Craters of the Moon is about halfway between the Grand Tetons and Boise. It’s volcanic, like Yellowstone, but it’s very recent, with its eruptions coming several times only 2,000 to 15,000 years ago. Craters is fresh and gritty with nothing but lava soil and little rain; plants have a tough time making a living. The Park Service says wildlife “abounds” but we saw nothing larger than red-tailed hawks.
In the lava fields, as in the hundred miles of sagebrush scrub surrounding Craters, you notice space between every plant, as if rangers had planted them. But they didn’t. There is space between them because the soil can’t hold rain, and the plants have adapted with huge root systems to take advantage of any moisture that falls. Put the plants closer together and there is insufficient moisture for survival. Competition for water has spaced plant life on the lava.
We climbed the Inferno Cone to see what we could see from the top. There is no road up. They let you hike on the slippery cinders. It is only a quarter of a mile each way, and maybe 500 feet of elevation difference between start and summit. But “only” is something those who don’t walk it say. Those who do walk it say other things. I chose an old Sioux battlecry as my last words before the ascent: “Today is a good day to die!” The descent is easier on the lungs, but harder on the toes and knees that do the hard, scary work of braking. The view from the top is fine, but it’s better from that bench just below the summit.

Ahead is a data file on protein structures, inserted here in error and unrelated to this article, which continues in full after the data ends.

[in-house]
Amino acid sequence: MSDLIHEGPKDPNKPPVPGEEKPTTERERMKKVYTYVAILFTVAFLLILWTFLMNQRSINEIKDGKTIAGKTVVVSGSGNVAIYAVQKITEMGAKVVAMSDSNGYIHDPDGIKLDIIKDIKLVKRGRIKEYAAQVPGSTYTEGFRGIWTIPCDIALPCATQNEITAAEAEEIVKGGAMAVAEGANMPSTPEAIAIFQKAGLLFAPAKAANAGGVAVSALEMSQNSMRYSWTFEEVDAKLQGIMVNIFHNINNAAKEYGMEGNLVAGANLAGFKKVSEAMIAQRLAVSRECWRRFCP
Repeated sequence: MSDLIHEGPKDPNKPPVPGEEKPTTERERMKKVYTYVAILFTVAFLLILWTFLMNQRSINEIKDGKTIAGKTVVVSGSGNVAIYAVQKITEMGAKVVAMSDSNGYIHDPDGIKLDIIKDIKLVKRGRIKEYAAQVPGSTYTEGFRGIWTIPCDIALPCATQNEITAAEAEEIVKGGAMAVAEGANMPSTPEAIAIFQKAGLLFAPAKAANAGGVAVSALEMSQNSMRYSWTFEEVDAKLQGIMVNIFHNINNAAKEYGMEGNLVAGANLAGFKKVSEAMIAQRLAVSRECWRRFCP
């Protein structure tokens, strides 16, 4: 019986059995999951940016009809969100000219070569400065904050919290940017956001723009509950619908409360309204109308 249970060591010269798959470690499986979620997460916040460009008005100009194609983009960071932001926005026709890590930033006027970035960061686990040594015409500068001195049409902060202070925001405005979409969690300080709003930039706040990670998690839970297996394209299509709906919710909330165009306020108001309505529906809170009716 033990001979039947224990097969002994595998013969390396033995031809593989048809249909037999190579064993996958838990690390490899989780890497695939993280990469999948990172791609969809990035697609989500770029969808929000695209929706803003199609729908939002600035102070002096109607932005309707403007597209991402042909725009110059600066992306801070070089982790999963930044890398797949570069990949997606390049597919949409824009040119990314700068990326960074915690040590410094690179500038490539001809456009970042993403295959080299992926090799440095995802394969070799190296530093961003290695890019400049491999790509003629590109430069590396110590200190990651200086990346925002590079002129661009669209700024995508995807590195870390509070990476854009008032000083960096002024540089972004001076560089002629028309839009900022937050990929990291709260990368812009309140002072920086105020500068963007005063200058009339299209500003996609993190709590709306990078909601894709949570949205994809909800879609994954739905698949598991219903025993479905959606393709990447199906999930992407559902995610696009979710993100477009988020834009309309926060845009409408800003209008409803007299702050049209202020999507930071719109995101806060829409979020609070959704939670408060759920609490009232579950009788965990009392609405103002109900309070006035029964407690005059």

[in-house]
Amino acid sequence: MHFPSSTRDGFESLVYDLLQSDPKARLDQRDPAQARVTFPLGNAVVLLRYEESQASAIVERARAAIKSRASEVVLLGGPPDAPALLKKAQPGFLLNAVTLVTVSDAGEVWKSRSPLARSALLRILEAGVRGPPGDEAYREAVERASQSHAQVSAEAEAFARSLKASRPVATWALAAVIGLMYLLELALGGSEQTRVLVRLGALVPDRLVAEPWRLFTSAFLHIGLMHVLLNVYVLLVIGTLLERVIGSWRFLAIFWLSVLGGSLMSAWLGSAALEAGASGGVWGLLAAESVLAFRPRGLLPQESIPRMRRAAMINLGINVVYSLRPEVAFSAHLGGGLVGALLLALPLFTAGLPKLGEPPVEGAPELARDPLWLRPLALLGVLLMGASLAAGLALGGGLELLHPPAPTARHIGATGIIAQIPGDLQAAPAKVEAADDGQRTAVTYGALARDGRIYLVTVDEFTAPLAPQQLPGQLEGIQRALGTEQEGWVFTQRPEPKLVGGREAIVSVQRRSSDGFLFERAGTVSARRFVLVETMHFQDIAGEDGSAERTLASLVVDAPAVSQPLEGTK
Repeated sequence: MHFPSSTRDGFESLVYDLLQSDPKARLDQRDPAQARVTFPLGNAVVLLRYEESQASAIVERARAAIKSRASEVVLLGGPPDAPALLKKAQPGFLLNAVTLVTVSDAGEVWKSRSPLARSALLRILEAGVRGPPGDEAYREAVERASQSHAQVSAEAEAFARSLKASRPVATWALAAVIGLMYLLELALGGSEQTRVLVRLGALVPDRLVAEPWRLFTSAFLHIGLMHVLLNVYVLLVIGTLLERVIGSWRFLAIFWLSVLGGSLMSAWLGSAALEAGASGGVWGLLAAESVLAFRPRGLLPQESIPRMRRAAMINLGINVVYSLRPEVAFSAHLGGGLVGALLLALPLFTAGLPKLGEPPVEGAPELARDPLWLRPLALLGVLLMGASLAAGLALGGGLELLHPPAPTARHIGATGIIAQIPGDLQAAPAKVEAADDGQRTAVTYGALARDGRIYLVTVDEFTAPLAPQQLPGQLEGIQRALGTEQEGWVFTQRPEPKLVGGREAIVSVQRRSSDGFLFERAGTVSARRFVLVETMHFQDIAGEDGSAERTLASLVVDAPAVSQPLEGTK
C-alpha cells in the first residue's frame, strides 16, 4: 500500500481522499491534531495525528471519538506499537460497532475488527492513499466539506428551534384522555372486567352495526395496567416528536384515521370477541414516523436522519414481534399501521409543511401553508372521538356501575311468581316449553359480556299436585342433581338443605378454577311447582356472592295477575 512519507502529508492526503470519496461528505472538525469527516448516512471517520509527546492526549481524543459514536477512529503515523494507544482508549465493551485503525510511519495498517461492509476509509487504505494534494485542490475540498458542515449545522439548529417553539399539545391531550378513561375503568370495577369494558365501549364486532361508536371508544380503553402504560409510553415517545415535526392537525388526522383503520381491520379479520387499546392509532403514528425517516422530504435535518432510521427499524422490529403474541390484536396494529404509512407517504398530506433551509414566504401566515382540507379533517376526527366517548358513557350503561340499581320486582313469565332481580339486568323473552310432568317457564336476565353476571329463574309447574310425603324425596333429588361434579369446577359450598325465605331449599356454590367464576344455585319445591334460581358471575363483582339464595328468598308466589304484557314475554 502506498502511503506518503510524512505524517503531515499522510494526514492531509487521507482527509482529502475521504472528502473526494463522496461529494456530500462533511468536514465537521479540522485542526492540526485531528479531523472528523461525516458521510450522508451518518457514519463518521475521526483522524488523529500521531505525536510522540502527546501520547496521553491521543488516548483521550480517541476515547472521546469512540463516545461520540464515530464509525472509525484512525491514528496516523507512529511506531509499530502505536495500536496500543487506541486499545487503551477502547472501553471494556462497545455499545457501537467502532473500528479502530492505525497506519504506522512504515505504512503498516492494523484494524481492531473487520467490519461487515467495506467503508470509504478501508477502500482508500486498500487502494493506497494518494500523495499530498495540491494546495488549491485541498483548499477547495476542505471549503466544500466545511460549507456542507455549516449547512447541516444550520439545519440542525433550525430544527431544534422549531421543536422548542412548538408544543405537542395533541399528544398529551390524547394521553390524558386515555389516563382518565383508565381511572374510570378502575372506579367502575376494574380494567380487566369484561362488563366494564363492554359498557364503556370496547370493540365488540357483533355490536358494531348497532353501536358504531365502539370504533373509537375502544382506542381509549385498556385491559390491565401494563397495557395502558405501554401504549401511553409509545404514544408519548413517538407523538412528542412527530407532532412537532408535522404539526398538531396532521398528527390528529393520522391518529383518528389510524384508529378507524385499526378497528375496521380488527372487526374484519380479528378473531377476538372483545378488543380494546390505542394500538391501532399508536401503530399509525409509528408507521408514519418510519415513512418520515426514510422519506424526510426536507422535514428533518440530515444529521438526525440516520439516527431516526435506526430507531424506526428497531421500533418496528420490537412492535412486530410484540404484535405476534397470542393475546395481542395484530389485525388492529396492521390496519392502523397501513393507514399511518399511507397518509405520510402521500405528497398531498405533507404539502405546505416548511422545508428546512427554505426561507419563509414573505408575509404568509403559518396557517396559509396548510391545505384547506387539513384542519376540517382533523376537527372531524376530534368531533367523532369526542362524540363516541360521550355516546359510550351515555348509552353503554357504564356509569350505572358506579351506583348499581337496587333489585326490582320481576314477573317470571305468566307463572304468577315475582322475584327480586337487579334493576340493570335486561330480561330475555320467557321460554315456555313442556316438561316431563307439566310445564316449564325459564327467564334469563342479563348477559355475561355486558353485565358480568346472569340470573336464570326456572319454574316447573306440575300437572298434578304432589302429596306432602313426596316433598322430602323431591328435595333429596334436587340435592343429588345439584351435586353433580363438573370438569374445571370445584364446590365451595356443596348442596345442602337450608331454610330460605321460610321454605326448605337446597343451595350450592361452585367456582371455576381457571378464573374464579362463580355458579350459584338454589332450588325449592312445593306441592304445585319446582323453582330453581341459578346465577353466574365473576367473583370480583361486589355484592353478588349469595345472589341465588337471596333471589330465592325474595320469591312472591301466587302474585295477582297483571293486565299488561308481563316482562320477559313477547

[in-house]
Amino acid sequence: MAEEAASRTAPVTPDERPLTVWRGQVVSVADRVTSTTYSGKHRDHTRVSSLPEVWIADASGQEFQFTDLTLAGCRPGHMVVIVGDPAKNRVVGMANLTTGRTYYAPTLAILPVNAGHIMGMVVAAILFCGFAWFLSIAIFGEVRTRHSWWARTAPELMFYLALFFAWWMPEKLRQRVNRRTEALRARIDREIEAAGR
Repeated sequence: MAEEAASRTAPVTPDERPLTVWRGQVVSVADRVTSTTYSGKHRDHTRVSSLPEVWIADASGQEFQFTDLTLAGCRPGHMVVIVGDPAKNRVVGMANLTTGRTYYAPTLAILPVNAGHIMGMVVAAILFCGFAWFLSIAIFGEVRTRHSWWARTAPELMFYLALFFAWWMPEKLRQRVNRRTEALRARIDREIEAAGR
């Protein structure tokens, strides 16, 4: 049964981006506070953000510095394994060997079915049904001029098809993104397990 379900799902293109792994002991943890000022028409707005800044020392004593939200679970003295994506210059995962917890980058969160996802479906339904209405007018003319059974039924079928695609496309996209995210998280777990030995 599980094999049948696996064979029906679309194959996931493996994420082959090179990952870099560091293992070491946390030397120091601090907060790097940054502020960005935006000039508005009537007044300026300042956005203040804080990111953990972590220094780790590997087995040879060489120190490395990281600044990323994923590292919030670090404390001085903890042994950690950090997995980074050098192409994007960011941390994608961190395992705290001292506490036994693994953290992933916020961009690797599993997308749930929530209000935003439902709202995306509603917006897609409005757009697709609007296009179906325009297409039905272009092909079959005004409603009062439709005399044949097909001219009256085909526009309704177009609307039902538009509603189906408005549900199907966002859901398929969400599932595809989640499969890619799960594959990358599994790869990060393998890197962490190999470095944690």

The Park Service killed these trees; that’s now considered a mistake. Those old limber pines were afflicted with dwarf mistletoe, a parasite that tricks the host tree into sending extra nutrients its way. Those extra tree calories feed the mistletoe, and make the pines grow clusters of branches nearby. Over time these clusters become Witches’ Brooms, once considered unnatural. These have been dead over fifty years. Decay comes slow in a dry climate.
Craters is a strange landscape with a fine campground (Lava Flow). Spend a day here if you get a chance.